Advanced Elm

Derived Data

Richard Feldman

Richard Feldman

Vendr, Inc.
Advanced Elm

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The "Derived Data" Lesson is part of the full, Advanced Elm course featured in this preview video. Here's what you'd learn in this lesson:

Richard explains why, given the option of rendering a value that is derived from another in view and throwing it away, this is a much better alternative than recording it in the model.


Transcript from the "Derived Data" Lesson

>> Richard Feldman: Other one is derived data. So let's say we have this timestamp on our server, of one of our articles, and that's what's stored in the database, and that's sort of the original source of truth, right? This is data that lives on the server, and if anybody disagrees with the server, they're wrong.

The server is right. Let's general trend with client server interaction. It's usually if the server things one thing on the client things on the different thing. Generally speaking to the servers gonna win, so if you're gonna have to pick one source of truth. It's usually best to assume the servers is correct.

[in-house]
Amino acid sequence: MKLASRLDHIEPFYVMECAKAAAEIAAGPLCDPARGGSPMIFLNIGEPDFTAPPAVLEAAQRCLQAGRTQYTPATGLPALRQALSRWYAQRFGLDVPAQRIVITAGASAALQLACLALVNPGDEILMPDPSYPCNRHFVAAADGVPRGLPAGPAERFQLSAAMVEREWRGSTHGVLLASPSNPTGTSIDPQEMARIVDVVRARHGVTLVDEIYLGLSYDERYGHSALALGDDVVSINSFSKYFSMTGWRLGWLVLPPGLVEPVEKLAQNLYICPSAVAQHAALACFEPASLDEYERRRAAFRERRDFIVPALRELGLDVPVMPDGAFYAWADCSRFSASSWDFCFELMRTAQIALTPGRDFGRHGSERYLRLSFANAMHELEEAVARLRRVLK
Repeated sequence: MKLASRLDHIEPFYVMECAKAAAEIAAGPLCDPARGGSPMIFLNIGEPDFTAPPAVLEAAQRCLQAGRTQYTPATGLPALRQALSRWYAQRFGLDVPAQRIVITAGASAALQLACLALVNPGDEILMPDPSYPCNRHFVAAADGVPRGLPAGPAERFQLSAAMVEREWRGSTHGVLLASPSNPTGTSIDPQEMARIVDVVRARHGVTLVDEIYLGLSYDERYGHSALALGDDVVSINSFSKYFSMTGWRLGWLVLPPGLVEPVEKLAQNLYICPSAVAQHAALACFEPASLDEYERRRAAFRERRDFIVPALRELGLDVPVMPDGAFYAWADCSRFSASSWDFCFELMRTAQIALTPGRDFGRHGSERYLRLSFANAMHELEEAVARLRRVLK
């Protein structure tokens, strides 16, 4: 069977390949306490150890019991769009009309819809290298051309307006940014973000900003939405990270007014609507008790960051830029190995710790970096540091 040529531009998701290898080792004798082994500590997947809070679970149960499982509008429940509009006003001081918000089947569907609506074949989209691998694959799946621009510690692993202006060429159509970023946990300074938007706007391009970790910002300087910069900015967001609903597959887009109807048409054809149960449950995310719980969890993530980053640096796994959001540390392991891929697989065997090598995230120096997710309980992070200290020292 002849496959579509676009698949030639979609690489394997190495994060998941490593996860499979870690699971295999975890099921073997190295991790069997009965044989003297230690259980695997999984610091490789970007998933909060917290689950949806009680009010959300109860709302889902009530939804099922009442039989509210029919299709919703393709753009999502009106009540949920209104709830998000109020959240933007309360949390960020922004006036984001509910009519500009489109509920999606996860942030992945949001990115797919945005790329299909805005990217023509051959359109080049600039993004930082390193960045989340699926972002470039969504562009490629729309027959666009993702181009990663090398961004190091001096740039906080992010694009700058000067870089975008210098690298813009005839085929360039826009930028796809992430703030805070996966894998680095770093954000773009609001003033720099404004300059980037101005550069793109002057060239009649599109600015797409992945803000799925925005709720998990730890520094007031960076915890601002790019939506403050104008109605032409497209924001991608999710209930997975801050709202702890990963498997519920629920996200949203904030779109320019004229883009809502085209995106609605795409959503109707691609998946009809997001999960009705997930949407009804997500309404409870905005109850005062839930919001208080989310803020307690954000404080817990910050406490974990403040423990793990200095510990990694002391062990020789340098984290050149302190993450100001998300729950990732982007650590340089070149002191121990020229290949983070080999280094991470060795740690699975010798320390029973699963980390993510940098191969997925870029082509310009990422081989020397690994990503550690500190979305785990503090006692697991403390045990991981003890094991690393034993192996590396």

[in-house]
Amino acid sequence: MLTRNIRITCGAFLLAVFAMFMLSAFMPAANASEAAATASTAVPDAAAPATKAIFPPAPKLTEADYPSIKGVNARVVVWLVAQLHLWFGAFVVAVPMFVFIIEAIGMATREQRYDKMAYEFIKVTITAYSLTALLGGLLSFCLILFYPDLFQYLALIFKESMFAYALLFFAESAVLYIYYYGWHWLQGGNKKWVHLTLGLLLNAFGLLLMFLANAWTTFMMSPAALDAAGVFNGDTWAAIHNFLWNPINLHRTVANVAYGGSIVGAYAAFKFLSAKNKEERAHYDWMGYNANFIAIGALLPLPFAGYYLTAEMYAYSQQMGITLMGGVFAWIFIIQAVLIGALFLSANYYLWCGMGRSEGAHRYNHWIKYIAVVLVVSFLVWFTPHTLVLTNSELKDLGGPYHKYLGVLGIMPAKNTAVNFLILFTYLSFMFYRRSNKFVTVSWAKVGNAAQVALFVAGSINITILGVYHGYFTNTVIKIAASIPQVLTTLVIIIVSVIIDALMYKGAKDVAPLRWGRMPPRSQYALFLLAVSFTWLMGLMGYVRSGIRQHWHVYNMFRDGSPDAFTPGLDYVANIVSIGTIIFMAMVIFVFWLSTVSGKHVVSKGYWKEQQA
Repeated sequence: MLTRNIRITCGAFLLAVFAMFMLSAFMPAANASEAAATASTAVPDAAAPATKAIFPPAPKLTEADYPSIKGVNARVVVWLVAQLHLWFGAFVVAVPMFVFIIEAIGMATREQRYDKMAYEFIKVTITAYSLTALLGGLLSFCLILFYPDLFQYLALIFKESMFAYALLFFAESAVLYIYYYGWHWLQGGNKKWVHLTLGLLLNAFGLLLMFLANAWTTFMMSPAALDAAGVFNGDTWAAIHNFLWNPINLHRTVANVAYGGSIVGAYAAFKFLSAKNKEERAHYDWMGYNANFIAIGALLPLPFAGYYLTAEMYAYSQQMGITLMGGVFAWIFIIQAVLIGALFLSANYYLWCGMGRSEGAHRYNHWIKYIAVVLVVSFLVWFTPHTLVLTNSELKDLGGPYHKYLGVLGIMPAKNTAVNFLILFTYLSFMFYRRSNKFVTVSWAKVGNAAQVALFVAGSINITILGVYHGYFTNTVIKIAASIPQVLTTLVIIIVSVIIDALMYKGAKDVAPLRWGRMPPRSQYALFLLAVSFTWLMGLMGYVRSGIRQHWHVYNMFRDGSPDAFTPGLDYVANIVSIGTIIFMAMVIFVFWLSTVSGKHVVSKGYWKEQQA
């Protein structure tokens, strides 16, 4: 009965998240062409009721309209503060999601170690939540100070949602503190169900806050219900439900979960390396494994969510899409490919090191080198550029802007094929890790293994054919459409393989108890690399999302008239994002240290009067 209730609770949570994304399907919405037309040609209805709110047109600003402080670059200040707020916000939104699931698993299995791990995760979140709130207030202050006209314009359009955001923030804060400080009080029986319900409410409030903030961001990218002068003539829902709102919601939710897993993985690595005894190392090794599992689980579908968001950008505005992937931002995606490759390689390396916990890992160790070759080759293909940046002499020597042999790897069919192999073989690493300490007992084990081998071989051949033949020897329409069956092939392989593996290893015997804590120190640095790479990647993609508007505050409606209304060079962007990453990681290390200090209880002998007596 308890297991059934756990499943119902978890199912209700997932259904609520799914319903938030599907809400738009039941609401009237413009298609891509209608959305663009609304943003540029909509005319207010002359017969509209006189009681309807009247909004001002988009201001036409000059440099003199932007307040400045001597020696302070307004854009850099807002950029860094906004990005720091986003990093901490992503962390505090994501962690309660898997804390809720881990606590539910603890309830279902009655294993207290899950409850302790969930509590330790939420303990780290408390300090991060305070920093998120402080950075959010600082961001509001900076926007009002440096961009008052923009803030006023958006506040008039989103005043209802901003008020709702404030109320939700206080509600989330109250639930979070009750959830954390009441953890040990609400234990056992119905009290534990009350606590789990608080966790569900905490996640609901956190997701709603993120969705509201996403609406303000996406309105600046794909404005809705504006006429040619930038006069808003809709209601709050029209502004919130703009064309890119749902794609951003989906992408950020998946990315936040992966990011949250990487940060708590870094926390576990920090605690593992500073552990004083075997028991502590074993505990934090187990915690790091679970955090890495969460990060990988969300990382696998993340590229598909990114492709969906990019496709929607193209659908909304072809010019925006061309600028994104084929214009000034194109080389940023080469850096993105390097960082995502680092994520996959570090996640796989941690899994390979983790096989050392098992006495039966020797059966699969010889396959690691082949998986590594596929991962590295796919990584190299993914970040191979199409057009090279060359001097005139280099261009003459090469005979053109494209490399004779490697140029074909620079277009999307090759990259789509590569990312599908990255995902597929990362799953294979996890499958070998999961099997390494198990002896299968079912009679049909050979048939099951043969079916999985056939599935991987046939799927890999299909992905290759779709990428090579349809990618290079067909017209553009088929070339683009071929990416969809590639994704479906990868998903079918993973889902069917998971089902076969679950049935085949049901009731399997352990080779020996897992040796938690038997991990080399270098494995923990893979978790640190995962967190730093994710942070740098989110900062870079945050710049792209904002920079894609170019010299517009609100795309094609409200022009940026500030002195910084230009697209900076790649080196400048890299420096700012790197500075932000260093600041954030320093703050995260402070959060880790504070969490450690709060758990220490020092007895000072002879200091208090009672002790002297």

So it's coming back to the server and says, Come here cross the wire in ISO-8601 string format. So it's a string that is gonna come across and some JSON blog and we're going to decode that into a Time.Posix, and from there, we're going to translate that, we're going to render it, into the end user as a nicely formatted humanly readable string in the client.

And then finally, we're going to put that string in Html and we're going to see something like this. So all of this is derived data. We have one source of truth at the root here which is the database Timestamp and everything else is derived from that. This ISO-8601 string can be derived from having this, given that we can derive this, given that we derive this and given that we derive this.